Because this effect is so important to the rings’ function, anything that might prevent a perfectly flush fit between the rings’ bottom sides and the ring grooves’ lower surfaces will seriously compromise sealing: carbon buildup, scratches, or less than perfectly flat rings or less than perfectly cut ring grooves. In fact, when checking a piston ring’s vertical clearance, builders are warned against pushing feeler gauges between the ring and its bottom groove, to prevent scratching the critical mating surface. If this precaution is necessary, imagine how the shade tree practice of scraping carbon buildup from a ring groove with a bit of broken piston ring filed into a chisel shape could mangle the ring groove’s surface!
Cast iron has been the favored ring material for decades, as it’s relatively inexpensive and its natural porosity allows it to hold oil, giving it good lubricating properties—the same reason it was also favored for cylinders and cylinder liners for so long. Unfortunately, cast iron cylinders don’t expand as quickly with heat as an aluminum piston, potentially causing “cold seizures” if the engine is warmed-up too quickly (the piston expands too fast for the bore). Also, plain cast iron is brittle and it can lose its tensile strength if badly overheated, “collapsing” the ring. A step up from simple cast iron is nodular iron, which has better flexibility or “ductility” as well as greater resistance to high temperatures.
Due to its higher cost, approximately 1.5 to 2 times as expensive as plain cast iron, nodular iron is sometimes used just for the top ring. Because both forms of cast iron rings require considerable labor to cast and finish machine, steel rings are gaining in popularity, as they can be made fairly simply from coils of steel wire with little waste. The wire can be made from carbon steel, stainless steel or tool steel. Also, as rings get ever thinner to reduce sliding friction to the lowest possible degree, steel gains in attractiveness, as it offers perhaps 20 percent greater tensile strength and fatigue resistance than ductile iron.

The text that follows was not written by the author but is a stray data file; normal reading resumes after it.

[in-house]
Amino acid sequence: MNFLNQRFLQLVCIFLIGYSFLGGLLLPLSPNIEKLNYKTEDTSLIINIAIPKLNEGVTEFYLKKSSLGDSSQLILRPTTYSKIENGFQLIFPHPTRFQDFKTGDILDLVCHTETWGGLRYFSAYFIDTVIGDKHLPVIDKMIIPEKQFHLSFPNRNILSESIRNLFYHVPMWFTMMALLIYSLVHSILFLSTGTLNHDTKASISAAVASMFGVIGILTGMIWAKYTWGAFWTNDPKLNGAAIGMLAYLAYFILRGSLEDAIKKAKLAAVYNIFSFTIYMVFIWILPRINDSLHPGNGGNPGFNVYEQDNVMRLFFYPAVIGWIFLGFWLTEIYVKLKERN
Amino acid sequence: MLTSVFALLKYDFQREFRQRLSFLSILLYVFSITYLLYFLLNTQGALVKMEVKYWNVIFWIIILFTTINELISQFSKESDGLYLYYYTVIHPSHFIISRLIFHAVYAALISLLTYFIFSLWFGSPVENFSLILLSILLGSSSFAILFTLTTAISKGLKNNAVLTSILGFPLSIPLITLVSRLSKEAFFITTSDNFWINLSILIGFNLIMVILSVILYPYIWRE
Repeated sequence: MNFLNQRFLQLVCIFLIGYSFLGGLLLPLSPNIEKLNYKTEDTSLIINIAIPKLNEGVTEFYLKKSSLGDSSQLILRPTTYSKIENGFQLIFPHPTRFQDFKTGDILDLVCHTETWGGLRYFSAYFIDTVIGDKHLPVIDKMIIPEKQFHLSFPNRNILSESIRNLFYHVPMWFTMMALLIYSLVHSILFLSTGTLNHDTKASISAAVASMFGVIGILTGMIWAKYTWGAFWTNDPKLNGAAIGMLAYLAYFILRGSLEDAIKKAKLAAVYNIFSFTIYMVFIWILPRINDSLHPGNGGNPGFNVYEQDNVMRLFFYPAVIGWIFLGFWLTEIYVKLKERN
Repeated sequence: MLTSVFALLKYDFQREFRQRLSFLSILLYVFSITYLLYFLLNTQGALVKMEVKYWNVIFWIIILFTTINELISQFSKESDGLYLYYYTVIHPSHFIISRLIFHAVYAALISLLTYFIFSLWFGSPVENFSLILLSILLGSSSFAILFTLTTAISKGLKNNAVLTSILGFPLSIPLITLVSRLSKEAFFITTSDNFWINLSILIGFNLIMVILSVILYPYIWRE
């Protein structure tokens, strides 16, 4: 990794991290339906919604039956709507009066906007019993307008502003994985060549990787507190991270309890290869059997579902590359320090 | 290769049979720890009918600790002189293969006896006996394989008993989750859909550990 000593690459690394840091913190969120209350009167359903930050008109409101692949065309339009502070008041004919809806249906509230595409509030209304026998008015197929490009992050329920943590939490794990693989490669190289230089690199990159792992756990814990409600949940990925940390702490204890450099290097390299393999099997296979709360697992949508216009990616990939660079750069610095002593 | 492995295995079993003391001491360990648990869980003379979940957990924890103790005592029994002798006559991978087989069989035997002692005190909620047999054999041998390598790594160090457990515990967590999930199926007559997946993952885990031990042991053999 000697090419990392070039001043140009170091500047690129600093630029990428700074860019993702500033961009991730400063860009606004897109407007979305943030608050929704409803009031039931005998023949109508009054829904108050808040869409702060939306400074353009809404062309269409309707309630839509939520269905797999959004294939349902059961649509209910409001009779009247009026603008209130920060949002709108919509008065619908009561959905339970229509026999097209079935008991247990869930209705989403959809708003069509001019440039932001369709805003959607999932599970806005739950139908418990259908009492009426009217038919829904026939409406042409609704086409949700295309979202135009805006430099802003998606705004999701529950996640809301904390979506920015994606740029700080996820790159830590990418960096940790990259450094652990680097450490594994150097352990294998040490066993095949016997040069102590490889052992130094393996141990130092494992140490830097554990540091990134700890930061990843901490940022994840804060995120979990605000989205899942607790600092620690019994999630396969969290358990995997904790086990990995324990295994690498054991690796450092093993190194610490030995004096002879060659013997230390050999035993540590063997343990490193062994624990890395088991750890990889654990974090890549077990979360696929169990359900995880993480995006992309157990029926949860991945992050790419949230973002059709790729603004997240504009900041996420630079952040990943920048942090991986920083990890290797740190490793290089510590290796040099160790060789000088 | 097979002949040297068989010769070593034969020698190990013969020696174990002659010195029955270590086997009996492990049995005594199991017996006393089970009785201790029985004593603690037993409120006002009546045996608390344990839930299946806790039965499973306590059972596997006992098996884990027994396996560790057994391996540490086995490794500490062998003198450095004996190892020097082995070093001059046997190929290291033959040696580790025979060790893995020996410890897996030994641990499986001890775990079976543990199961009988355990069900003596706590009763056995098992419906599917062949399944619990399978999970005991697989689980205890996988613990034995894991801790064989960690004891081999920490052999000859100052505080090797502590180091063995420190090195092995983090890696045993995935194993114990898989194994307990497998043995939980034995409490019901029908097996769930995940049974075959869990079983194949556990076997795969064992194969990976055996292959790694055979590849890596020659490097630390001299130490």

Ring friction is a major issue, and can constitute from one-quarter to one-third of total engine friction. Automotive top rings once averaged 2.0mm thick (0.078-inch), but have gradually halved to a motorcycle-sized 1.0mm (0.039-inch). F1 and other topflight race teams are said to use rings just 0.5mm thick (0.0197-inch). An important consideration is that lighter rings also reduce the tendency for “ring flutter” at high rpm, where the rings bounce in their grooves, which kills the combustion- pressure, ring-sealing effect. As rings get thinner, the per-unit loading on the ring face will increase, so thinner rings can use a fraction of the mechanical tension thicker rings did in the 1970s. However, to take full advantage of thinner, low-tension ring packages, the engine’s cylinders must stay very accurately round in use, or excessive blow-by will result. The performance advantage from reduced ring friction is not as great as you might imagine, perhaps only 1 to 2 percent.
Electroplated chrome was an early favorite, commonly applied only to the sealing face of cast iron top rings. Chrome is hard but it didn’t provide much lubrication-holding ability and could cause scuffing. Molybdenum is currently the ring coating of choice. Moly is inherently slippery and it has a structure that holds oil well. It can be applied by several methods, including particle vapor deposition (PDV), which attaches strongly to steel. Alternatives include Titanium Nitride (TiN), Diamond Like Carbon (DLC), chromium nitride and ceramic.
Care and Handling When installing piston rings, a ring’s upper side will always be engraved with a dot or other mark to indicate the correct direction, except perhaps in the case of steel oil scraper rings that can be inverted without problems. When fitting cast iron rings, carefully expand them radially with your thumbnails, just enough to slip over the piston.
Never try to spiral them onto the piston, by inserting one end into the groove and twisting the ring into place, as the ring can be permanently deformed, never to seal properly. Also, when installing rings, you’ll be advised to keep their gaps from aligning, and service manuals will typically have a diagram to show the ideal gap relationships. But, don’t think they will stay in that alignment. The crosshatching created by cylinder honing will typically cause the rings to rotate in a running engine, at maybe 1 rpm or less, depending on engine speed. MCN